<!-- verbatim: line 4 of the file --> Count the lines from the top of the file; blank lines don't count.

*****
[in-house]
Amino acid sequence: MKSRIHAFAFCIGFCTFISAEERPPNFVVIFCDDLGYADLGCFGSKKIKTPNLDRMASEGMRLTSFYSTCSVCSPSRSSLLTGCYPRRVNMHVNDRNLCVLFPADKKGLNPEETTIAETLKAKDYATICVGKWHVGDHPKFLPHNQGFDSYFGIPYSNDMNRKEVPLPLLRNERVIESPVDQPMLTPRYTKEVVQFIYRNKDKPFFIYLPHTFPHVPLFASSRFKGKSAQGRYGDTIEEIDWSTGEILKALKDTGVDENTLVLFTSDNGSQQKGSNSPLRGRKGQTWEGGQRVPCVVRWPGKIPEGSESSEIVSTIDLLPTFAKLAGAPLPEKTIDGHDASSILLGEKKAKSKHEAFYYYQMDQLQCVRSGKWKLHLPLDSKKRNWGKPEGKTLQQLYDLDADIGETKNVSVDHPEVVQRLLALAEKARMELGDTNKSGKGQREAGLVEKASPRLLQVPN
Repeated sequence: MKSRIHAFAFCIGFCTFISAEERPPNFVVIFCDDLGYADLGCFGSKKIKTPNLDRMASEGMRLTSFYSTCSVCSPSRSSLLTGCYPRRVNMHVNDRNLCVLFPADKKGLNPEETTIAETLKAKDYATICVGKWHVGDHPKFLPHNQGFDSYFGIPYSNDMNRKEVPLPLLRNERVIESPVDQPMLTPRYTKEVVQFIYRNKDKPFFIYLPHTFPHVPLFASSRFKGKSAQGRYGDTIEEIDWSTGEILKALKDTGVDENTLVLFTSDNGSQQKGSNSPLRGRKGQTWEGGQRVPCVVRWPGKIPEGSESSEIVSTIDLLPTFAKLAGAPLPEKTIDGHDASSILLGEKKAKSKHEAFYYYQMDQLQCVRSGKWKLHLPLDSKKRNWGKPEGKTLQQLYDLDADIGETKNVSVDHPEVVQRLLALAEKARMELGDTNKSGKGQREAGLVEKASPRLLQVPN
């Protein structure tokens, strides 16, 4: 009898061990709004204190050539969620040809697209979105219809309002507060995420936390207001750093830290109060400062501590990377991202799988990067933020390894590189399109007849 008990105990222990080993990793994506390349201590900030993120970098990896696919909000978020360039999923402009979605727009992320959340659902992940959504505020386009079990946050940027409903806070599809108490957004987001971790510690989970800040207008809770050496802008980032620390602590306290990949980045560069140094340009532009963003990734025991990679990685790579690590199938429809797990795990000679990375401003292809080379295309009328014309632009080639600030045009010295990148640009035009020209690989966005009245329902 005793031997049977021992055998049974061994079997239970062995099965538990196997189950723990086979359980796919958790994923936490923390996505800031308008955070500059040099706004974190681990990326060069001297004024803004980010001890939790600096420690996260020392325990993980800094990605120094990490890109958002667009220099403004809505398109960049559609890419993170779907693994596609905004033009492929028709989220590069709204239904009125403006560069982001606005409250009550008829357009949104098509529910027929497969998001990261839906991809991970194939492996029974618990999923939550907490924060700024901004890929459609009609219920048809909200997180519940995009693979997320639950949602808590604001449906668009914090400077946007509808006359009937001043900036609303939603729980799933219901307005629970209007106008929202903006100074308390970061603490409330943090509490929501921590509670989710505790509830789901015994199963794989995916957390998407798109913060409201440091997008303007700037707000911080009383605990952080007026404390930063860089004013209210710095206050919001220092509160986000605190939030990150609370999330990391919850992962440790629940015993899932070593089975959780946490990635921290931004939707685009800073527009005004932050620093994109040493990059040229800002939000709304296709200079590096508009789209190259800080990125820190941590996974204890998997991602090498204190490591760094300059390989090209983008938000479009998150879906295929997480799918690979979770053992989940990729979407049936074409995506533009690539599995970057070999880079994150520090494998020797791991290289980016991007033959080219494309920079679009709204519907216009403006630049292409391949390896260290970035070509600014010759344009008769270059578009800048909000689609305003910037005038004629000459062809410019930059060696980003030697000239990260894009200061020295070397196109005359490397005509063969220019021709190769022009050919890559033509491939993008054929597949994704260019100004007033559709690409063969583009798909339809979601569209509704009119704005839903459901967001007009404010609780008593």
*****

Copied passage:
């Protein structure tokens, strides 16, 4: 009898061990709004204190050539969620040809697209979105219809309002507060995420936390207001750093830290109060400062501590990377991202799988990067933020390894590189399109007849 008990105990222990080993990793994506390349201590900030993120970098990896696919909000978020360039999923402009979605727009992320959340659902992940959504505020386009079990946050940027409903806070599809108490957004987001971790510690989970800040207008809770050496802008980032620390602590306290990949980045560069140094340009532009963003990734025991990679990685790579690590199938429809797990795990000679990375401003292809080379295309009328014309632009080639600030045009010295990148640009035009020209690989966005009245329902 005793031997049977021992055998049974061994079997239970062995099965538990196997189950723990086979359980796919958790994923936490923390996505800031308008955070500059040099706004974190681990990326060069001297004024803004980010001890939790600096420690996260020392325990993980800094990605120094990490890109958002667009220099403004809505398109960049559609890419993170779907693994596609905004033009492929028709989220590069709204239904009125403006560069982001606005409250009550008829357009949104098509529910027929497969998001990261839906991809991970194939492996029974618990999923939550907490924060700024901004890929459609009609219920048809909200997180519940995009693979997320639950949602808590604001449906668009914090400077946007509808006359009937001043900036609303939603729980799933219901307005629970209007106008929202903006100074308390970061603490409330943090509490929501921590509670989710505790509830789901015994199963794989995916957390998407798109913060409201440091997008303007700037707000911080009383605990952080007026404390930063860089004013209210710095206050919001220092509160986000605190939030990150609370999330990391919850992962440790629940015993899932070593089975959780946490990635921290931004939707685009800073527009005004932050620093994109040493990059040229800002939000709304296709200079590096508009789209190259800080990125820190941590996974204890998997991602090498204190490591760094300059390989090209983008938000479009998150879906295929997480799918690979979770053992989940990729979407049936074409995506533009690539599995970057070999880079994150520090494998020797791991290289980016991007033959080219494309920079679009709204519907216009403006630049292409391949390896260290970035070509600014010759344009008769270059578009800048909000689609305003910037005038004629000459062809410019930059060696980003030697000239990260894009200061020295070397196109005359490397005509063969220019021709190769022009050919890559033509491939993008054929597949994704260019100004007033559709690409063969583009798909339809979601569209509704009119704005839903459901967001007009404010609780008593």